if you’re eating lots of greens, dried fruit, dried meat and fish, and these are your carbs it’s a good diet. they stored everything so they’d have access to all of it year round.

some kind of squash and beans are the easiest things to grow. corn is harder but it’s native to the continent so that makes it worth the work.

also people who were farming, maintaining forests and herds, often traveling by season, building all their own homes and storage, were very busy often. most of the year in fact very physically active. only the winter was time to hunker down.

you’d be very healthy living that way.
@clarkinks tongue is still a delicacy


@TNHunter is right that they ate much more meat than we do. They ate the vegetables and pemmican as well. Wild onions was eaten in very high quantities in the spring. Their corn, squash, and beans were not ours they were not gmo or hybrid.

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In other words, you’re associating the Farmer’s Almanac with climate change publications.

They were also not likely to be over-processed and then over-cooked.
Still, I’m imagining a whole trive of natives lounging with their feet draped over a log watching a dramatic interpetation while munching on huge bowls of larded popcorn, battered and fried squash, and bean dip with pupusas. Sounds like the life to me, at least until the herd of caribou thunders through.
I’ve got a spot between several small apple trees I do not want to have to mow that I’m thinking about setting three sisters up in. I should have done already, but life keeps insisting on being in the way. Well, that and procrastination.


The original chemical processing of corn, nixtamalization, originated with the boiling of the corn kernels in lime or ash water to soften the husks, release its aroma and make the b6 available. This processing enhances the nutritional value and the kernel grinds easier.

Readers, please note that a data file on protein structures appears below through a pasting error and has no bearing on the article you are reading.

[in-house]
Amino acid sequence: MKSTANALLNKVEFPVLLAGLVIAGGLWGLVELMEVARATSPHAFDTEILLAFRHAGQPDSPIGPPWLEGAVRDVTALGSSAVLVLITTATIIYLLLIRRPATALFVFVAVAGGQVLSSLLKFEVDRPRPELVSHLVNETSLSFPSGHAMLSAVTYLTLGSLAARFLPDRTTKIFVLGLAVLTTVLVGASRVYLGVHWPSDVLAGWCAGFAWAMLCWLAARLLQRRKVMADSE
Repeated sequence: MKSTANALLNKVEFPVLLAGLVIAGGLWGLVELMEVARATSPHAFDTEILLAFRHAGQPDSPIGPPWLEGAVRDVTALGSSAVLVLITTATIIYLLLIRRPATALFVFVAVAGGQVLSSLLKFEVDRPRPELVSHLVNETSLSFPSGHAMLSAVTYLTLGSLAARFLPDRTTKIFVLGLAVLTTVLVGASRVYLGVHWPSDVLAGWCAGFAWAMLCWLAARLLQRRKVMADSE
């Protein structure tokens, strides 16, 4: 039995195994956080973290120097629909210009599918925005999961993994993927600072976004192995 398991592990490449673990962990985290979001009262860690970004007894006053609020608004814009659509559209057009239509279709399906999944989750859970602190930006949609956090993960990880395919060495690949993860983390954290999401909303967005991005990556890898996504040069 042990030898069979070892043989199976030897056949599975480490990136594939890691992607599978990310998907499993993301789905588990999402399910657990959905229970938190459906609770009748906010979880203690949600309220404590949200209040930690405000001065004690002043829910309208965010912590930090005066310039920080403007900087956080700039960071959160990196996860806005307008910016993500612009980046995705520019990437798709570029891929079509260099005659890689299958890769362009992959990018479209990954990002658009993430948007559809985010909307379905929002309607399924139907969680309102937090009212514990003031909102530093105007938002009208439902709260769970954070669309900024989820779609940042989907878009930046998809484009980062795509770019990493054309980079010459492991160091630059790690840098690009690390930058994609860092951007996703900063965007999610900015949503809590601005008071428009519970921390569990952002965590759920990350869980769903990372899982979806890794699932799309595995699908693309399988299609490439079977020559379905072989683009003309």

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The delicacy was the “sweetfat” around the intestines and liver. Look it up and you will find out why. How do I know? Ask me sometime about my Cherokee ancestors, also about the beans my grandmother grew which were straight up sourced from her Cherokee grandmother.

Three sisters is a very inefficient way to grow corn. It is not the way many Amerindian tribes grew their corn as shown by the fields of corn grown by the 5 tribes of the Iroquois. It was used by some tribes, but only if they had corn, beans, and squash adapted to the growing method.

Corn was grown because it produces a large amount of high calorie starch. It needs nitrogen so beans were grown because they contribute some N to the corn. Squash was grown both as a food and because the squash plants are a serious deterrent to raccoons.

What varieties are adapted to this growing method?

Cherokee Squaw corn is a soft dent corn with plants about 8 to 9 feet tall that is very sturdy and can hold up the weight of the beans.

Cornfield beans (Sandhill carries Brown Cornfield) are selected specifically for growing in this arrangement.